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Japan says arms issue won't affect Iran relations

TOKYO, March 29 (Reuters) - Japan said on Wednesday it did not expect any diplomatic fallout over the alleged involvement of a senior Iranian diplomat and OPEC official in illegal military exports from Japan.

``We are not linking this incident to our relations with Iran,'' said Ryu Yamazaki, press secretary at Japan's Foreign Ministry. ``This incident is being left up to the authorities who are investigating.''

Japanese police said they had sent papers implicating Hossein Kazempour Ardebili, a former ambassador to Japan and now Iran's governor to the Organisation of Petroleum Exporting Countries, and another former embassy official to Tokyo prosecutors.

Ardebili, who is a candidate to become secretary-general of OPEC, and the embassy employee are suspected of paying 6.1 million yen in 1994 to a Japanese firm accused of illegally exporting parts for anti-tank rocket launchers to Iran.

Two executives of the firm, Sun Beam KK, a small Tokyo-based trading house that went bankrupt two years ago, were arrested last month and have pleaded guilty to charges they illegally exported military parts to Iran in 1995.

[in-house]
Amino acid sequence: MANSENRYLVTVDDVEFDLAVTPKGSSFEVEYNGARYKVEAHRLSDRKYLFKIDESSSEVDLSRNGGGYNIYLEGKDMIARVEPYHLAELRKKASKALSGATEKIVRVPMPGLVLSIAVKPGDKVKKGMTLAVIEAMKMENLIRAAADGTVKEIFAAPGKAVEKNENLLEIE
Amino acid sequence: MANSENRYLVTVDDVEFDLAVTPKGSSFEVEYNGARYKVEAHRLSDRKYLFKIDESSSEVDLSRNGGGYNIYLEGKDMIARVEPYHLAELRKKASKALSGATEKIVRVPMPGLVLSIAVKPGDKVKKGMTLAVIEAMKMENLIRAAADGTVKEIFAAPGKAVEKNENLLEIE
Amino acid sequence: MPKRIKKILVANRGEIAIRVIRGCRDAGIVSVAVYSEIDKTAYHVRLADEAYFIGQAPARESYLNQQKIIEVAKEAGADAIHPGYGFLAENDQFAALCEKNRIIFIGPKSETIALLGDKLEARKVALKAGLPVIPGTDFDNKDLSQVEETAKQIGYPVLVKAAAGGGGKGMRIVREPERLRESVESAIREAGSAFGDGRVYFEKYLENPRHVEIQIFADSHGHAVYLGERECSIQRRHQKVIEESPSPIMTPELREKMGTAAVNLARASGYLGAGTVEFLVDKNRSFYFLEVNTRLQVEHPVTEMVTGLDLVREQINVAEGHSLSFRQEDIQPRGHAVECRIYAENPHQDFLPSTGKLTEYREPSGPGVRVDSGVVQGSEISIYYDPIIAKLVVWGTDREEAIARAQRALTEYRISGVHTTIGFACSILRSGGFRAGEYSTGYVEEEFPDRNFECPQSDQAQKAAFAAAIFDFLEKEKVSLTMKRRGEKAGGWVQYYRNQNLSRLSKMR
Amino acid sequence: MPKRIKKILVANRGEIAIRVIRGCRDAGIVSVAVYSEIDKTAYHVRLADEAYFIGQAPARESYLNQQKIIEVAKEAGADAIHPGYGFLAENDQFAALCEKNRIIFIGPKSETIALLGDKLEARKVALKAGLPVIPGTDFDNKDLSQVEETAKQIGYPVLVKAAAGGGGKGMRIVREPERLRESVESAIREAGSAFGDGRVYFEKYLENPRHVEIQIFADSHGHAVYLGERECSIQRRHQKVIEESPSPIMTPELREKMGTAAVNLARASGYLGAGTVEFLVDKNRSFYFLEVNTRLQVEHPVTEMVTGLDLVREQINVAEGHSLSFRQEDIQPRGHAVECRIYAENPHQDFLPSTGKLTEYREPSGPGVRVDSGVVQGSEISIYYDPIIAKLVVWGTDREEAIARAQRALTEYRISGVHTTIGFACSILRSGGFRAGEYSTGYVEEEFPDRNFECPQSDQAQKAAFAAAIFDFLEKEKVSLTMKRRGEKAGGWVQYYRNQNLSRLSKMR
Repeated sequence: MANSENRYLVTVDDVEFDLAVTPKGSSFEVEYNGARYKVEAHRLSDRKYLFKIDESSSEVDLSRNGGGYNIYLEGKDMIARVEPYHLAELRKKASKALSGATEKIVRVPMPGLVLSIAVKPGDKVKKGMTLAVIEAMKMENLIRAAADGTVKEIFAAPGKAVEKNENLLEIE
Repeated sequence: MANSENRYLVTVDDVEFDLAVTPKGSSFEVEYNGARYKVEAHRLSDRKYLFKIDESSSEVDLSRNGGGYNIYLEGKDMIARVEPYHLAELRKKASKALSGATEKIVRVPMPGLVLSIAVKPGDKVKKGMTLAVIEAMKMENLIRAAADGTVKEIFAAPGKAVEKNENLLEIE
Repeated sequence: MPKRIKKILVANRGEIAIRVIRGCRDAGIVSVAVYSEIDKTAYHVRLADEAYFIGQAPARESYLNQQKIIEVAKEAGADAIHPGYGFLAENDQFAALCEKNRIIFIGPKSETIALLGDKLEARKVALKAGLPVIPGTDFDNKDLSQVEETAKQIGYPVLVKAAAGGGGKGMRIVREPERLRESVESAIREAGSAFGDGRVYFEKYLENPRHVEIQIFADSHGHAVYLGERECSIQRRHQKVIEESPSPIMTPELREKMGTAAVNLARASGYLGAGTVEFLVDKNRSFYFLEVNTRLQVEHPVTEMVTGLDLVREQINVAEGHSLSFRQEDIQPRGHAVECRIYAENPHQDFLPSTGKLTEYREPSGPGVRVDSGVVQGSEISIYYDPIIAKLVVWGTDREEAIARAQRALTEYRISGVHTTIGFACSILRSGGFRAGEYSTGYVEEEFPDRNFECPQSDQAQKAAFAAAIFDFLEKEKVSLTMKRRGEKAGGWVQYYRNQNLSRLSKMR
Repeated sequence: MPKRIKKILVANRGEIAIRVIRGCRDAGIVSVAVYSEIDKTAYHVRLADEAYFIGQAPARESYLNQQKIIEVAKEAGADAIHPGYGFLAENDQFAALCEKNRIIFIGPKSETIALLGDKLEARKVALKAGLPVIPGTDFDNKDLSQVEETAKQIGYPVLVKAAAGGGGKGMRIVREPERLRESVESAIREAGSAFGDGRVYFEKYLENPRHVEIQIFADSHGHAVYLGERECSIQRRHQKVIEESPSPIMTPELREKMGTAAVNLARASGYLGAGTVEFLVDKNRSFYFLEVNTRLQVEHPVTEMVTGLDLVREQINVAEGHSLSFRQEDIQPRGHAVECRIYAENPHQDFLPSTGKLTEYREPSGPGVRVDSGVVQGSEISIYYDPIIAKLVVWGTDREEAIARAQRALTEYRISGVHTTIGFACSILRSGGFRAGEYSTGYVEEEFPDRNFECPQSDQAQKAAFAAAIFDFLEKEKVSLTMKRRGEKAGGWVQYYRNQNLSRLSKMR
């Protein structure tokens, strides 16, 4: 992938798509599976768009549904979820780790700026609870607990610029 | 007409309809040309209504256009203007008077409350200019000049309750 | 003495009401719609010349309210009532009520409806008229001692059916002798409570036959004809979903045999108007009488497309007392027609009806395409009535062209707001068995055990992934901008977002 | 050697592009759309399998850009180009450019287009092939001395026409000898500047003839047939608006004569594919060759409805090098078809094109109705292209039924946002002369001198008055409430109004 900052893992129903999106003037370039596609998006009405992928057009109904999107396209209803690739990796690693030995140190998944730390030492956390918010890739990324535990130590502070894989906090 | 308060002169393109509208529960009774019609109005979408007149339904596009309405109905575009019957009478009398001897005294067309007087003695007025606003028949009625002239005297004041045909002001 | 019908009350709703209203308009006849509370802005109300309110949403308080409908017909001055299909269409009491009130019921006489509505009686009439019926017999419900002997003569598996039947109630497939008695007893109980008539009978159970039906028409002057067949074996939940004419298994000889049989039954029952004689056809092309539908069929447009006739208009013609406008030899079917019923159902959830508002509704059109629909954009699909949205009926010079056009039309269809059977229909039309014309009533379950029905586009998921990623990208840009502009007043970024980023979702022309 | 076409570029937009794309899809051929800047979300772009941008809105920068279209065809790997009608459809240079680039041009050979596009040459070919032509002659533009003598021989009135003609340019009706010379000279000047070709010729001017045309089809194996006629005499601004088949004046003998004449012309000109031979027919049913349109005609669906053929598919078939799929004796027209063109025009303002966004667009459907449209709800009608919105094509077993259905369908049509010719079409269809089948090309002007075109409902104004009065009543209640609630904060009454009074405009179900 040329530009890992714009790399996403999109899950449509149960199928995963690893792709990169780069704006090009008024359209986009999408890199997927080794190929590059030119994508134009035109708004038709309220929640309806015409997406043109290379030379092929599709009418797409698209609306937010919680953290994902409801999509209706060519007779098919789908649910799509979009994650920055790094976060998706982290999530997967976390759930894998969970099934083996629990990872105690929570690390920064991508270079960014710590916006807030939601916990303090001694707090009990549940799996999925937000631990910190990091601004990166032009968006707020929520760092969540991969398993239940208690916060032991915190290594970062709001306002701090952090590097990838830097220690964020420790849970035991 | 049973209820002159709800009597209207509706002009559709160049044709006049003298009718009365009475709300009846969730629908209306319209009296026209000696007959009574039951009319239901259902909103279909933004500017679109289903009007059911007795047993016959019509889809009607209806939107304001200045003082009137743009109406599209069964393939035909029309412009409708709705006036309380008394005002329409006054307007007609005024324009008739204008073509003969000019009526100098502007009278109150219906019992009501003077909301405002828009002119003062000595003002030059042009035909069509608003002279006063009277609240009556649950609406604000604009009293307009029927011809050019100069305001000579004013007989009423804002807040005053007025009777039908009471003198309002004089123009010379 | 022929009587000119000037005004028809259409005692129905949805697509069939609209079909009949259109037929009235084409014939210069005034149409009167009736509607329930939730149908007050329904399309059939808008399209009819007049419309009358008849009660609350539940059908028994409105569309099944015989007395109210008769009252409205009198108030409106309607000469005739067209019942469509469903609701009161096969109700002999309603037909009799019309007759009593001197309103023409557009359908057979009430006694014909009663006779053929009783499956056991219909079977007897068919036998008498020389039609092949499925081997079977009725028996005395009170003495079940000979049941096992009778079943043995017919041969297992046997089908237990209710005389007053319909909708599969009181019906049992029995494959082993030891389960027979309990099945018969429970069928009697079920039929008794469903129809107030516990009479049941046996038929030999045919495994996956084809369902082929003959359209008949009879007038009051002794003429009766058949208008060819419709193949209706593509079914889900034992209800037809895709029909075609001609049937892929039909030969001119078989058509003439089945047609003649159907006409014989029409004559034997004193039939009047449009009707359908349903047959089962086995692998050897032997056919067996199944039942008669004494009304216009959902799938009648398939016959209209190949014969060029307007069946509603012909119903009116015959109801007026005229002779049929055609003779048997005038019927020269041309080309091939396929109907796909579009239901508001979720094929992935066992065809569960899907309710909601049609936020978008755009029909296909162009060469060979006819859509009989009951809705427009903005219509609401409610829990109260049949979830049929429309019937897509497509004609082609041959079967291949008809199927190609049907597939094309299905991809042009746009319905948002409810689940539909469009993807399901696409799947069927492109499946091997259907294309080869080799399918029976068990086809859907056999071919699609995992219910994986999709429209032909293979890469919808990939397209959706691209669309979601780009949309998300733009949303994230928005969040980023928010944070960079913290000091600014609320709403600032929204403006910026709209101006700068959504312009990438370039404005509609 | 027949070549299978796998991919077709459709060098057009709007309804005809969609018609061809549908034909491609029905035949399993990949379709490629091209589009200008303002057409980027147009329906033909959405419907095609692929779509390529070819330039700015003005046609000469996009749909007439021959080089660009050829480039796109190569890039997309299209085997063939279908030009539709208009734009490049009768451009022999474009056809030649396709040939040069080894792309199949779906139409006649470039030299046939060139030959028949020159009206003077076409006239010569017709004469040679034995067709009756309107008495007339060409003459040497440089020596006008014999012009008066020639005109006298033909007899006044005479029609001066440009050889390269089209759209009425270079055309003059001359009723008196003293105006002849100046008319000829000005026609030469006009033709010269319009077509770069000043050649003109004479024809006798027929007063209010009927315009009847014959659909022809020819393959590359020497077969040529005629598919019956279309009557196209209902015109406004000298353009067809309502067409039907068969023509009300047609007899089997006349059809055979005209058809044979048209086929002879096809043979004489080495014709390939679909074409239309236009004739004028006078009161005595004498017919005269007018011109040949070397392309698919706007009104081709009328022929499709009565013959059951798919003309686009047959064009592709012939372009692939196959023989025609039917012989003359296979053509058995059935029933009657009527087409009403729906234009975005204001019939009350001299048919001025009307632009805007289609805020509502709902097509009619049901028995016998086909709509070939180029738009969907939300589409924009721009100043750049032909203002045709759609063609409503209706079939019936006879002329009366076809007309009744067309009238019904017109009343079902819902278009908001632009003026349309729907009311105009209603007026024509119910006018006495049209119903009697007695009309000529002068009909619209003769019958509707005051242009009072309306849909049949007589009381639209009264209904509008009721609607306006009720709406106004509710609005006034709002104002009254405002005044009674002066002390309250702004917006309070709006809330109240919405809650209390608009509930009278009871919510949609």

Prosecutors have said the two -- Ichiro Takashashi, 63, and Tsuneo Ishida, 67 -- shipped the parts to Iran after receiving orders for sighting devices used in rocket launches from state-run Iran Electronics Industries (IEI).

Analysts said filing of papers against the two Iranians appeared to be a formality that did not involve actual charges and was a legal technicality needed to bring charges against the Japanese company.

``This is highly unlikely to become a major diplomatic problem because the man is not in Japan now,'' said diplomatic analyst Hideaki Kase.

Iran was unlikely to respond, for example by expelling Japanese diplomats, for the same reason and to avoid upsetting Japan, which has offered aid, he said.

The Iranian embassy in Tokyo said it had no involvement.

``There is no connection between Iran and the fact that a Japanese firm broke its own country's laws a number of years ago,'' the embassy said in a statement.

``We hope that this matter, which could damage relations between our two nations, is quickly resolved,'' it added.

The Foreign Ministry's Yamazaki said Japan was optimistic about its future relations with Iran, adding there was a standing invitation for its president, Mohammad Khatami, to visit Japan.

``The arms incident is under due process of law and is up to the relevant authorities,'' he said, declining to comment on whether the issue could escalate to the point that it would effect Iranian oil supplies to Japan.

Japan imported 183.3 million barrels of crude oil from Iran in calendar 1999, its third-largest supplier after the United Arab Emirates and Saudi Arabia.


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